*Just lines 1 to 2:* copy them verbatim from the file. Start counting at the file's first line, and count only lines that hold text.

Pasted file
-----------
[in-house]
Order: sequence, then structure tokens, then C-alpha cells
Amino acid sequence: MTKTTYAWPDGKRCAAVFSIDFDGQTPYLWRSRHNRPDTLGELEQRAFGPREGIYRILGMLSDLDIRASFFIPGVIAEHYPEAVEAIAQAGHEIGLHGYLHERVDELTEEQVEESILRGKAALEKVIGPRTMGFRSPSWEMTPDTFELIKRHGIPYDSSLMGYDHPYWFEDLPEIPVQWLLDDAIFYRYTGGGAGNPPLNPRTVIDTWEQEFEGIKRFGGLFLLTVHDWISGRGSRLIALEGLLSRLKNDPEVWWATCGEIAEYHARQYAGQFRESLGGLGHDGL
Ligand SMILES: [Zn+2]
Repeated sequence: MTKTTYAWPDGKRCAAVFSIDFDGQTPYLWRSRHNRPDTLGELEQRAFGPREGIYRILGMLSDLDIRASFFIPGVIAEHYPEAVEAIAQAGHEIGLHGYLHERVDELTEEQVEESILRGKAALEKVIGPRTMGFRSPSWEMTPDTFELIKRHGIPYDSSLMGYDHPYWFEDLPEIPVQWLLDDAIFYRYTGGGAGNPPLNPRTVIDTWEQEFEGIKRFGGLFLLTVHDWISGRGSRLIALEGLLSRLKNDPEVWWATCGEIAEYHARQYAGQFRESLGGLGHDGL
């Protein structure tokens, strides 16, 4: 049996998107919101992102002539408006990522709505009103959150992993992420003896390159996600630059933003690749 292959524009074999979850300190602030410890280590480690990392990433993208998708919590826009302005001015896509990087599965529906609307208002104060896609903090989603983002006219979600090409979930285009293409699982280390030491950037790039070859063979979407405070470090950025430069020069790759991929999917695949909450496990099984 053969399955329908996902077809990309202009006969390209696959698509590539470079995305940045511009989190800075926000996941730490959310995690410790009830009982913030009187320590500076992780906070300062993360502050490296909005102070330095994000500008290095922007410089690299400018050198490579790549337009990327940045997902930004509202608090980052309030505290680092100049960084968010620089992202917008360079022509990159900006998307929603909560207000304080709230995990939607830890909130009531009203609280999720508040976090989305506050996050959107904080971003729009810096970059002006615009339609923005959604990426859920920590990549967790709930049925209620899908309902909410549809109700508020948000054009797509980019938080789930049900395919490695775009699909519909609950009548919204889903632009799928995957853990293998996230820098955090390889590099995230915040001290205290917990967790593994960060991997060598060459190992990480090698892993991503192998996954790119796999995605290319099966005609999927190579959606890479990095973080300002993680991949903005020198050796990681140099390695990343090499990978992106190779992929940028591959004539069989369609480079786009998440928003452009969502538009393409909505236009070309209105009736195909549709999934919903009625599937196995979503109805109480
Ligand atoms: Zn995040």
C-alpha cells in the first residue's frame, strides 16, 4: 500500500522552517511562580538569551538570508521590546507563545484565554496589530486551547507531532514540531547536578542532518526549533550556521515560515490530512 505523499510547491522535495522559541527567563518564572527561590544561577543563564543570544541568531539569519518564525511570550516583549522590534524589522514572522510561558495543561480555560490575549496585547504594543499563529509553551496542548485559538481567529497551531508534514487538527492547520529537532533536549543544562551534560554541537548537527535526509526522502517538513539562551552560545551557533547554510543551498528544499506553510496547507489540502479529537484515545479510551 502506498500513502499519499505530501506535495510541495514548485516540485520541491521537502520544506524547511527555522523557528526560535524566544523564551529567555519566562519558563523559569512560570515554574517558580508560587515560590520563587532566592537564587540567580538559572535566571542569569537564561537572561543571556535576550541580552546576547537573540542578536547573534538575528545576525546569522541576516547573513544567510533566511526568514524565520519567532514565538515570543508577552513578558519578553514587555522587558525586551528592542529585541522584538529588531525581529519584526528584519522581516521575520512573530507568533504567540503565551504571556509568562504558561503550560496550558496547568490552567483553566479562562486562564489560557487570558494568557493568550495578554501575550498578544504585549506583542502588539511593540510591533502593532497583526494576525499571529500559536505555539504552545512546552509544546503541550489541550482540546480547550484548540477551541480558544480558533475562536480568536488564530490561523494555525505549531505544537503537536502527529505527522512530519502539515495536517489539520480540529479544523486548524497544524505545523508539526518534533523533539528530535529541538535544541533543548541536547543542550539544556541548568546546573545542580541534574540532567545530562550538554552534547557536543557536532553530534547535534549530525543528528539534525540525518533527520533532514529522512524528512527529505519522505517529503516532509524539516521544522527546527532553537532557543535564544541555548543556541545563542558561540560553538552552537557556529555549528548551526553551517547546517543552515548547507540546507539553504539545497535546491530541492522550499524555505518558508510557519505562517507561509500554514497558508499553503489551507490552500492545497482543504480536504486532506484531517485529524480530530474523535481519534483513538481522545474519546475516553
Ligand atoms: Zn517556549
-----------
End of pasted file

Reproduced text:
[in-house]
Order: sequence, then structure tokens, then C-alpha cells